Figure 1. Topography of Ma'adim Vallis, showing the Ma'adim basin rim crosscut at (c) and at the valley head (a), dissected basin floor (b), Gusev crater (d), its exit breach (e), and undissected lowlands (f). Figure is MOLA topography with 100-m interval, cylindrical projection.1
Our research concerns the potential for past lakes in the Martian highlands and to quantify their characteristics. The presence of standing bodies of water on the Martian surface would tell us a great deal about the past climate. Lakes, more so than river channels, requires a warmer climate with either a ground water or precipitation recharge system, and they may represents formerly habitable sites.
The best means for identifying paleolakes are through deltas and continuous terraces at a constant elevation around a basin1, or breached basins2 that have either a contributing valley, and outlet, or both, but no incision of the lower-lying basin floor. Shore landforms, as exhibited by terrestrial lakes, are typically small and fine-grained potentially preventing their observation and preservation on Mars, particularly as the available topographic data have coarse resolution. Understanding the range and configuration of the paleolake features at the imaging resolution level is one of our objectives.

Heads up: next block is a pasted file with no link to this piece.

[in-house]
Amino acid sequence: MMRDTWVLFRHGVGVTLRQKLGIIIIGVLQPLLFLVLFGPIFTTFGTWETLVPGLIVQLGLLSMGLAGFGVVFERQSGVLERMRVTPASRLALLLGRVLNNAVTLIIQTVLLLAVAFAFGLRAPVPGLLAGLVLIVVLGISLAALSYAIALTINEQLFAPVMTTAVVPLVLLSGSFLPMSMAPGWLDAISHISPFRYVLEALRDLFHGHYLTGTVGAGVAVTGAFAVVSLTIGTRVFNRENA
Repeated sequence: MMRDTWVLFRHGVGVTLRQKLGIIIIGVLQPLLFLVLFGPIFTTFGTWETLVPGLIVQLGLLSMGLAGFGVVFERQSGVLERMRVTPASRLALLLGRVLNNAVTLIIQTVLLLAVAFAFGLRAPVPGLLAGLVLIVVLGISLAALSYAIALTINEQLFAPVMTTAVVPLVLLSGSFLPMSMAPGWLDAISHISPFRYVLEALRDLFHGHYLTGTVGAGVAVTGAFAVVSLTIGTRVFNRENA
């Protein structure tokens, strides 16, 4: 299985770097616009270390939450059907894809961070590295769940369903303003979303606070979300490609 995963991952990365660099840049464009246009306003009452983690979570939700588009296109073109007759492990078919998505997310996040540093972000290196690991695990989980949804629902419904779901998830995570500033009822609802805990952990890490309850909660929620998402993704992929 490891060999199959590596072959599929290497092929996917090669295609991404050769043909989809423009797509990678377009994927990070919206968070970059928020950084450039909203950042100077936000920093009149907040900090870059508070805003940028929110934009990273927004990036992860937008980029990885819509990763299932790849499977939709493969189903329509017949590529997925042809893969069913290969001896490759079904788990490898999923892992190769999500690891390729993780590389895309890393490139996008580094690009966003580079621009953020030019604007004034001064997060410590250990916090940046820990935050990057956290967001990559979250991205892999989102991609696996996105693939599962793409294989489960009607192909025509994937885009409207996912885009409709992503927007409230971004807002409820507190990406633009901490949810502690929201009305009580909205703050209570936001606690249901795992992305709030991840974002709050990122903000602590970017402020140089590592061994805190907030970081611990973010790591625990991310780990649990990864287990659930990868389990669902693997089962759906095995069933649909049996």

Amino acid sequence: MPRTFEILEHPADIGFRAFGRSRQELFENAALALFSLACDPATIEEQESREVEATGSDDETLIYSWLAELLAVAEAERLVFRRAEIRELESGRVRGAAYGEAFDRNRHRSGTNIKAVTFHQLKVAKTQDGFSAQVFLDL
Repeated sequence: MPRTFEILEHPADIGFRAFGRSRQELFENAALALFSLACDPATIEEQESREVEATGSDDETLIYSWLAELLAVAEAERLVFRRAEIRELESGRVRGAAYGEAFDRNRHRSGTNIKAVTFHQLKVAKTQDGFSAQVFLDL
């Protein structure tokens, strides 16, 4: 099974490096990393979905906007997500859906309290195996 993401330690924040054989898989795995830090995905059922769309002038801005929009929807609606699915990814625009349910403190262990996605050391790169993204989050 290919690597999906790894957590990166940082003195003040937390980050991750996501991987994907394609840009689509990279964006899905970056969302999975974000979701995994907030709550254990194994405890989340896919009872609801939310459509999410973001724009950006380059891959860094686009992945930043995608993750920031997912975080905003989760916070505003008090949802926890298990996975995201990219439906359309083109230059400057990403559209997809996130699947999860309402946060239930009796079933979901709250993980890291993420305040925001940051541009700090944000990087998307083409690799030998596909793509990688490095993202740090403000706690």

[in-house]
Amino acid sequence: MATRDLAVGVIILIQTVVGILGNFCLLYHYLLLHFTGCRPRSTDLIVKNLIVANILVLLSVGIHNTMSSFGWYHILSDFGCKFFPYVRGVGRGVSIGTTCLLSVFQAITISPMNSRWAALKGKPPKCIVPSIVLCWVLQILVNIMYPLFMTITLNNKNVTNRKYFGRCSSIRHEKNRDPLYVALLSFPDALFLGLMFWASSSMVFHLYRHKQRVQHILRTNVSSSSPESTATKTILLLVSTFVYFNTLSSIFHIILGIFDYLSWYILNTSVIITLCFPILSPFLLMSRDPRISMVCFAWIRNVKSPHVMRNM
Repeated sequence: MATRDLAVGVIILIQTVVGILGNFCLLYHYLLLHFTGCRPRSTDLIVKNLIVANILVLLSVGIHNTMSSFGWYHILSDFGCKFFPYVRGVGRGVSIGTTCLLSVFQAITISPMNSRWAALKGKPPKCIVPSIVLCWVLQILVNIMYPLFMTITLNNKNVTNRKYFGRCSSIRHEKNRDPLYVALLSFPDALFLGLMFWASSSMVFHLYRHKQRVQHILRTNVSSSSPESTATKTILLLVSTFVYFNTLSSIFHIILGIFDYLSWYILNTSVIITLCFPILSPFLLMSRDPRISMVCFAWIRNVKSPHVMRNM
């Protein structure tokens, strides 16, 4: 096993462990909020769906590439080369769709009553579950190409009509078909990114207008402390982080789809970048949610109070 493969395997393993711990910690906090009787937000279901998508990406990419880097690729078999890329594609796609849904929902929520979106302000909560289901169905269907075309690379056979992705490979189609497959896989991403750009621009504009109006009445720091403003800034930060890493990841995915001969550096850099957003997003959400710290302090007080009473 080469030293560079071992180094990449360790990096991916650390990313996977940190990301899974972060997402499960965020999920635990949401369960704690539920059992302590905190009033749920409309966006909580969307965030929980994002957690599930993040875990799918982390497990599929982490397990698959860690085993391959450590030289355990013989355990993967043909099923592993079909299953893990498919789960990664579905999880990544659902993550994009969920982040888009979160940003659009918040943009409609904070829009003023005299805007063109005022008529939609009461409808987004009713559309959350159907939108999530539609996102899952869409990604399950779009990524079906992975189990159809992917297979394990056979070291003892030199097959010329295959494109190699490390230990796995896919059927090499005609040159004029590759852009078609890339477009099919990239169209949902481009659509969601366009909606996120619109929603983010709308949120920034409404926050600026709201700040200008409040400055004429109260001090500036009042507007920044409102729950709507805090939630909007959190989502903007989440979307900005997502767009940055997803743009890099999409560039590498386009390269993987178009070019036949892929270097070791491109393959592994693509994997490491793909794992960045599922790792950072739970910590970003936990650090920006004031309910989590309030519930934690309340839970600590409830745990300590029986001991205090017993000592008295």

Ma'adim Vallis, shown in Figure 1, was carved by the overflowing a paleolake up to ~1.1 million km2 in size, located in the Eridania basin south of the valley's source spillways2. This discovery demonstrates that large areas of the highlands were formerly flooded with water. The spillway, which represents the channel's elevation when it overflowed, provides the most compelling evidence that a former lake existed. Moreover, the Eridania basin's interior contains six highly degraded impact craters2 that have bowl-shaped rather than flat floors indicating that sediment accumulated mainly along their margins1,2 in standing bodies of water. It is hard to reconcile a large, long-lived lake at this high elevation without some means of recharging highland aquifers. The topography suggests that precipitation was the ultimate water source1 for the lake, and catastrophic flooding of this lake was the primary eroding agent of the large Ma'adim Vallis valley1,2.
For more information about the role of these crater paleolakes and relationship between paleolakes and valley networks see Late Stage Fluvial Processes.
1. Irwin et al. (2002), A Large Paleolake Basin at the Head of Ma'adim Vallis, Mars.
2. Irwin et al. (2004), Geomorphology of Ma'adim Vallis, Mars, and associated paleolake basins.
3. Irwin et al. (2005), An intense terminal epoch of widespread fluvial activity on early Mars: 2. Increased runoff and paleolake development.
Dr. Maxwell's Homepage
Dr. Irwin's Homepage
Back to List of Mars research